Review: SUMMERTIME DEATH by Mons Kallentoft

MonsKallentoftSummertimeDeathAudioAfter being underwhelmed by the first book in this series I wasn’t exactly excited to read this successor. However as I’d bought it on special before reading the first I figured I’d at least have a go.

It is the second of what I assume is (or will be) four seasonal outings and takes place in a sweltering Swedish summer in Linköping. I know it’s not what most people first think of when imagining Scandinavian crime but Kallentoft has nailed the setting element of this novel. Long, oppressively hot summers is a subject I know a little something about and I thought the depiction was pitch-perfect. That kind of heat does take on an almost physical presence as though having actual weight, people do talk about it constantly and everyone has their idiosyncratic strategies for dealing with it. When bushfires are added to the mix, as happens here, they do cast a psychological as well as physical haze over the population as described in SUMMERTIME DEATH.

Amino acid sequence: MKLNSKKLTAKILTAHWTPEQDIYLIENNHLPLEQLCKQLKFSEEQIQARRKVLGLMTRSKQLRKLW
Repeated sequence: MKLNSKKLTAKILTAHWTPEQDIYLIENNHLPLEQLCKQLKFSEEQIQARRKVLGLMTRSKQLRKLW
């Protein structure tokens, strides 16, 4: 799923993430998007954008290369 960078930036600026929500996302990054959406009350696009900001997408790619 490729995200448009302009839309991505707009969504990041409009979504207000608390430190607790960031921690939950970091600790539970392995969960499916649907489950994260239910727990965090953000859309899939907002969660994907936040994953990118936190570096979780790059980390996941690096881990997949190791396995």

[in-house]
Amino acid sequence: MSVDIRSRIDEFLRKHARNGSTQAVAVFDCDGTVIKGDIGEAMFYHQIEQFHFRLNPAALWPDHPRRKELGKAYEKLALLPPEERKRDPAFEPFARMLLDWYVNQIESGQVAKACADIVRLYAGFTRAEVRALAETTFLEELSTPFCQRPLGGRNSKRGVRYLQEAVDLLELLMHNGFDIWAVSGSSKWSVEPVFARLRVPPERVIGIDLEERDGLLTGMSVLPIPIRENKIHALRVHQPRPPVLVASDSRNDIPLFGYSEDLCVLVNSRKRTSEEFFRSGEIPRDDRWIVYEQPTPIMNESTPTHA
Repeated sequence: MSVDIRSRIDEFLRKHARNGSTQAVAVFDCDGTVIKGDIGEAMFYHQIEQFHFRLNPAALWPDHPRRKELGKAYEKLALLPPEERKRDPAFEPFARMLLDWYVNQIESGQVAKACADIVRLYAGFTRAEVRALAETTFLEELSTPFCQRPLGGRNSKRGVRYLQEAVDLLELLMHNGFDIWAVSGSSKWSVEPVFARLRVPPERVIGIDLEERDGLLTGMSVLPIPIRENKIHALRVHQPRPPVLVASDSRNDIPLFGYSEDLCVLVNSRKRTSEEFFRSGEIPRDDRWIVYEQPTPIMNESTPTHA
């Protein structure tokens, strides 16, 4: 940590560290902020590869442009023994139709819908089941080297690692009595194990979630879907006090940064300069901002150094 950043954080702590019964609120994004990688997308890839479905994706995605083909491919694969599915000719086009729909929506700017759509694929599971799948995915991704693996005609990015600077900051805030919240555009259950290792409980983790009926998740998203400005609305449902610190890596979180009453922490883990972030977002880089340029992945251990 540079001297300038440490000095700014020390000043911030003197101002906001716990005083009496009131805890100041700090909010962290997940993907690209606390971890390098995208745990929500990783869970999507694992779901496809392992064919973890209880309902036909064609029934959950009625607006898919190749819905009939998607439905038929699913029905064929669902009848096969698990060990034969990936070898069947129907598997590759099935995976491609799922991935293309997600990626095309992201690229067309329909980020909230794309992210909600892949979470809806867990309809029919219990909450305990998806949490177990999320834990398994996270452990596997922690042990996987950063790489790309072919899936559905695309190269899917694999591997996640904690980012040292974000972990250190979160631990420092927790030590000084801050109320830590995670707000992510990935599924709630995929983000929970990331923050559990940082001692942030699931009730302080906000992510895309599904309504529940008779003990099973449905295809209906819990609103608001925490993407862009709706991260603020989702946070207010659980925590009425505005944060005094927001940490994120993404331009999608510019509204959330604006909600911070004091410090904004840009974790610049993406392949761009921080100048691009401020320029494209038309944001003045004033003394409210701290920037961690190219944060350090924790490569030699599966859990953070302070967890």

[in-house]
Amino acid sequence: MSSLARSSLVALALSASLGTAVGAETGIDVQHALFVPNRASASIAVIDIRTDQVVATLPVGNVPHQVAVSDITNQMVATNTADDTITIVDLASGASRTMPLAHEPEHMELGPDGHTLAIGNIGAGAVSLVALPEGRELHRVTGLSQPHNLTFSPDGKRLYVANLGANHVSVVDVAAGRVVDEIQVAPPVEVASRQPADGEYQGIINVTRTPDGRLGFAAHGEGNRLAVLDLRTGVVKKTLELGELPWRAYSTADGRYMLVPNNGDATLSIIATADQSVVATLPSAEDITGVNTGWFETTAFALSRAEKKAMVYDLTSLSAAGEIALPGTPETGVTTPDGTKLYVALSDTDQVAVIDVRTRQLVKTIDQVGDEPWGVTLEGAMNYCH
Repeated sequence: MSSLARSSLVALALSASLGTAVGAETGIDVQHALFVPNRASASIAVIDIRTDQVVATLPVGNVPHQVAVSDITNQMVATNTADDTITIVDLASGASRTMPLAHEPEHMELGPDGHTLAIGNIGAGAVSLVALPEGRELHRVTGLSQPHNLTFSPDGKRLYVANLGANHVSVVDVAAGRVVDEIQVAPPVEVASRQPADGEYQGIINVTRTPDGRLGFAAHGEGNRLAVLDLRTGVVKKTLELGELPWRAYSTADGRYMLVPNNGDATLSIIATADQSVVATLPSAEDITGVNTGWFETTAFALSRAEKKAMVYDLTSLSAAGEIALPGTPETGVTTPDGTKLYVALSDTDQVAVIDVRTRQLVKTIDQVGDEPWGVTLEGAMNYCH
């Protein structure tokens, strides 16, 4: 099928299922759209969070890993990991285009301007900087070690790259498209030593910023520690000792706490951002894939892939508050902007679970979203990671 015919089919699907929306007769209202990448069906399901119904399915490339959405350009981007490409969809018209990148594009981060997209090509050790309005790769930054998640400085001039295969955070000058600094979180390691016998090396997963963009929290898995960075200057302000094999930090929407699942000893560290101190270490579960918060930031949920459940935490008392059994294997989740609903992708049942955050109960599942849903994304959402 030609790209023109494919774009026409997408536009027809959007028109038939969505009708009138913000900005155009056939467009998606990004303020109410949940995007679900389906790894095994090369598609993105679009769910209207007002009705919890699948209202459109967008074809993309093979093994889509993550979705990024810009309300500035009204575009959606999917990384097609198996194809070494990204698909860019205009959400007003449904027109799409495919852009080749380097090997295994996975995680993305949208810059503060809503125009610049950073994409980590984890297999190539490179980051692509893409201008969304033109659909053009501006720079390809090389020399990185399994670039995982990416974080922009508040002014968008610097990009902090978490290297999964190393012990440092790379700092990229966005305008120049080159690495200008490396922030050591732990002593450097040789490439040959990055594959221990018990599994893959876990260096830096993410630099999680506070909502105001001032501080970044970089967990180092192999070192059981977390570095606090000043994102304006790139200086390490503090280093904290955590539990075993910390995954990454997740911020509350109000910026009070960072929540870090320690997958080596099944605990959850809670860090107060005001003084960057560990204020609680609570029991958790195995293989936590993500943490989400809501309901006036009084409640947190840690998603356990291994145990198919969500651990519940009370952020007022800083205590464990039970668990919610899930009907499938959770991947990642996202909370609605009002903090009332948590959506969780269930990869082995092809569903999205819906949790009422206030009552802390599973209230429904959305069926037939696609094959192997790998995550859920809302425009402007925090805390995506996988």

For me though the rest of the book is less successful.

Most of the town’s police are on holidays when Malin Fors is called to a strange crime scene. A naked teenage girl has been found in a local park. She is catatonic. A physical examination reveals the girl has been abused but even when she speaks again the she remembers nothing about what led up to her being found in that state. At first she, and her parents, are relieved at this but when another girl goes missing there is pressure on her to remember something that might help the missing person investigation. If I were being catty I’d say a couple of basic procedural steps at this point would have helped more than forcing the living victim into a hypnotherapy session. Good thing I’m not in a catty mood 🙂

The story meanders needlessly and wordily and is subject to more silliness and awkward plot devices than my willingness to suspend disbelief allows. There are too many forgotten tasks that no real police would actually neglect to do, too much random guesswork about potential suspects (most of which are based on some pretty spurious stereotypes) and the ending in particular is the result of a series of actions that I simply didn’t believe (though it’s impossible to discuss why without giving away too much of the plot). The fact that the entire thing is overseen by a pair of chatty ghosts is an additional negative for me, though if the amount of novels in all genres with this theme is anything to judge by it seems I am in a minority of readers not enticed by the current obsession with things paranormal.